Festival feminism is no fun at all
The organisers of Glastonbury Festival have decided to launch a new initiative to combat ‘a world that is still run by and designed to benefit mainly men’. Their bright idea? A male-free stage.
Glastonbury’s decision to establish ‘The Sisterhood Stage’, a venue only for people who identify as female, is a perfect encapsulation of today’s obsession with gender.
The decision to segregate women from men – even in this most light-hearted, festival-fun way – is deeply patronising. It implies men and women are unable to strive for equality together, and, most importantly, that all women should see themselves as marginalised.
The organisers have described the venue as a ‘secret space for women to connect, network, share their stories, have fun and learn the best way to support each other in our global struggle to end oppression against women and all marginalised people’. But this latest attempt to give women a leg-up actually undermines gender equality. It is ridiculous to suggest that political problems can be solved through a segregated Samba. It dumbs down the debate and obscures the real issues and material inequalities that women face today.
The Sisterhood Stage, presented as a Safe Space for women to dance and enjoy themselves, suggests that women are too vulnerable to socialise with men. This is an out-of-date perspective. If we can’t shake off the constraints of everyday life at a music festival, then where the hell can we?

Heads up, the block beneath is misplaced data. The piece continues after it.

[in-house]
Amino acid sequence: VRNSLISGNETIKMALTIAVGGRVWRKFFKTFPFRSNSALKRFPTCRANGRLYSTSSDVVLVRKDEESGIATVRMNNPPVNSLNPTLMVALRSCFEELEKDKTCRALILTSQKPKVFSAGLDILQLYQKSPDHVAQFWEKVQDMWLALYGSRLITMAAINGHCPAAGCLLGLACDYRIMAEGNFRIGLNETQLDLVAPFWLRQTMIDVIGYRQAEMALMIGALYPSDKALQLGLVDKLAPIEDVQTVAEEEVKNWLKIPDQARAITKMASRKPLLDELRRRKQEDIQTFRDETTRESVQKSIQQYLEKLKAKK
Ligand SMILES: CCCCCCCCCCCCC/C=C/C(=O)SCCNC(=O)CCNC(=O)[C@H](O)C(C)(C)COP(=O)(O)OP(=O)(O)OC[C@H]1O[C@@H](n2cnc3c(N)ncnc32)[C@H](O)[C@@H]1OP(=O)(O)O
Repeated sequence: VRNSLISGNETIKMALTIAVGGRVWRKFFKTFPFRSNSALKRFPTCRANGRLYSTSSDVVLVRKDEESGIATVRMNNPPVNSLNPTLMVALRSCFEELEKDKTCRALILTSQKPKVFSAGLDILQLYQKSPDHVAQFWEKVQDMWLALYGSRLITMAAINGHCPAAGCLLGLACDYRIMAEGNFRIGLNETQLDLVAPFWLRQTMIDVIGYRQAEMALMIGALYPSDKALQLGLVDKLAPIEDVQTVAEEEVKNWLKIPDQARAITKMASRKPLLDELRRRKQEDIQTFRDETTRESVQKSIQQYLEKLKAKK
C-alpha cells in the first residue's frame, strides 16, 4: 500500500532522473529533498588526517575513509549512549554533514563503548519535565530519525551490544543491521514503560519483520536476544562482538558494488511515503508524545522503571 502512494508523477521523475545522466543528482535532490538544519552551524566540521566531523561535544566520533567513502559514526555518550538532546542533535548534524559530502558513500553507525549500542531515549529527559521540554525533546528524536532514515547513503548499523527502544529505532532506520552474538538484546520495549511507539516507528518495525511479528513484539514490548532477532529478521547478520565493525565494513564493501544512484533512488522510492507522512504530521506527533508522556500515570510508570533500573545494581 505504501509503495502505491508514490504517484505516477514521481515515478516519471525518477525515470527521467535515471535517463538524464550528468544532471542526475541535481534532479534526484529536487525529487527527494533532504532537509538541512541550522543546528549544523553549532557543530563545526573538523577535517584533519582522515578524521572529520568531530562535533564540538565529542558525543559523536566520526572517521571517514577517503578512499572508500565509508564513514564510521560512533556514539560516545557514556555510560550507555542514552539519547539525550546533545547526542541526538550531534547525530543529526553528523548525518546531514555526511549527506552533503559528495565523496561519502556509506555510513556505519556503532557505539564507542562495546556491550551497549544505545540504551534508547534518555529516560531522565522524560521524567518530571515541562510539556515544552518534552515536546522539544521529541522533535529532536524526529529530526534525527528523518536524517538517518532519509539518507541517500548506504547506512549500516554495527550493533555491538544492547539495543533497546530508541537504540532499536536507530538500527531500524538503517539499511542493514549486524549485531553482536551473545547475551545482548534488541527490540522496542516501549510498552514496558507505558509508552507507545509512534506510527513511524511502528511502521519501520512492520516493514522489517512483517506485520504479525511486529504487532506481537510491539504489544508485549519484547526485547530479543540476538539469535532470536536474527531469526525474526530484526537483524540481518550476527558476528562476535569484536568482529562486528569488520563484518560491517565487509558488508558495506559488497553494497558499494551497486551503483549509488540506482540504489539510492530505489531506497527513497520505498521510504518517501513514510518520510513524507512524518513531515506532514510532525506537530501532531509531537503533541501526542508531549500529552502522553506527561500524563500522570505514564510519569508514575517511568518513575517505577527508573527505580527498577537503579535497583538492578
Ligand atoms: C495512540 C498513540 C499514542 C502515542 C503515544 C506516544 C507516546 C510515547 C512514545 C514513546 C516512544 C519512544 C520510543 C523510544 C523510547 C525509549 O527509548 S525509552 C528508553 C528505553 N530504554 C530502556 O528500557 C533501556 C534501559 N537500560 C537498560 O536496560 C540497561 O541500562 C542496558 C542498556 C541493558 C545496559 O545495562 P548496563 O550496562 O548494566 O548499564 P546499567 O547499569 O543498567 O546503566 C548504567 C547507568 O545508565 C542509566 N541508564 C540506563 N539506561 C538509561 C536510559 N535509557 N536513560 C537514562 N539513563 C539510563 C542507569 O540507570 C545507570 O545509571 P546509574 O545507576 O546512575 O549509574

Like most women, I don’t feel innately inferior or put at risk by men. Hip initiatives like this do nothing to promote the idea that women are independent agents. We should be encouraging autonomous strength, not communal weakness. If our feminist predecessors fought for anything, it was for women to not be considered damsels in distress.
If we want to have a serious conversation about the barriers women are facing in the 21st century, we must first reject this low view of women. And for those women going to Glastonbury this year, make sure you dance with all your friends – not just those in bras.
Izzy Lyons is a writer and a student at Cardiff University.
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